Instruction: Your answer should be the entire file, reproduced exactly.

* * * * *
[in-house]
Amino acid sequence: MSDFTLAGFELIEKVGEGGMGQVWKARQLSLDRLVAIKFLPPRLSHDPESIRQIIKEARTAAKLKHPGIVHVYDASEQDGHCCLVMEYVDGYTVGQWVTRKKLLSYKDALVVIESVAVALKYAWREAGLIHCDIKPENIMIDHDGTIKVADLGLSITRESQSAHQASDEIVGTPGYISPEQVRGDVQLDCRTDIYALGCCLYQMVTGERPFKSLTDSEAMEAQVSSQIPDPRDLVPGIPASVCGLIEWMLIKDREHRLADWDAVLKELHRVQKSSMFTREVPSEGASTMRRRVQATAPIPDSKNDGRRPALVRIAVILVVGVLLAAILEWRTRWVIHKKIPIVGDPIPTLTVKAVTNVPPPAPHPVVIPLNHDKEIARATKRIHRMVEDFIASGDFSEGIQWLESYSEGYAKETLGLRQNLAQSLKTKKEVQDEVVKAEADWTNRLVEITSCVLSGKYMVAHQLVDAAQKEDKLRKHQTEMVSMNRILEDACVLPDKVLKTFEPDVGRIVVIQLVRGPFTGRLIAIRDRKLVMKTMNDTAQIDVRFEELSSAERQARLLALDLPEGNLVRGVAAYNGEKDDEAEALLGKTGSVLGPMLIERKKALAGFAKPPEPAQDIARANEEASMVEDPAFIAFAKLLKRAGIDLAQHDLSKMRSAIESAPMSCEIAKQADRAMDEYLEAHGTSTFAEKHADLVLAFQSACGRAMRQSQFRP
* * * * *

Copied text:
[in-house]
Amino acid sequence: MSDFTLAGFELIEKVGEGGMGQVWKARQLSLDRLVAIKFLPPRLSHDPESIRQIIKEARTAAKLKHPGIVHVYDASEQDGHCCLVMEYVDGYTVGQWVTRKKLLSYKDALVVIESVAVALKYAWREAGLIHCDIKPENIMIDHDGTIKVADLGLSITRESQSAHQASDEIVGTPGYISPEQVRGDVQLDCRTDIYALGCCLYQMVTGERPFKSLTDSEAMEAQVSSQIPDPRDLVPGIPASVCGLIEWMLIKDREHRLADWDAVLKELHRVQKSSMFTREVPSEGASTMRRRVQATAPIPDSKNDGRRPALVRIAVILVVGVLLAAILEWRTRWVIHKKIPIVGDPIPTLTVKAVTNVPPPAPHPVVIPLNHDKEIARATKRIHRMVEDFIASGDFSEGIQWLESYSEGYAKETLGLRQNLAQSLKTKKEVQDEVVKAEADWTNRLVEITSCVLSGKYMVAHQLVDAAQKEDKLRKHQTEMVSMNRILEDACVLPDKVLKTFEPDVGRIVVIQLVRGPFTGRLIAIRDRKLVMKTMNDTAQIDVRFEELSSAERQARLLALDLPEGNLVRGVAAYNGEKDDEAEALLGKTGSVLGPMLIERKKALAGFAKPPEPAQDIARANEEASMVEDPAFIAFAKLLKRAGIDLAQHDLSKMRSAIESAPMSCEIAKQADRAMDEYLEAHGTSTFAEKHADLVLAFQSACGRAMRQSQFRP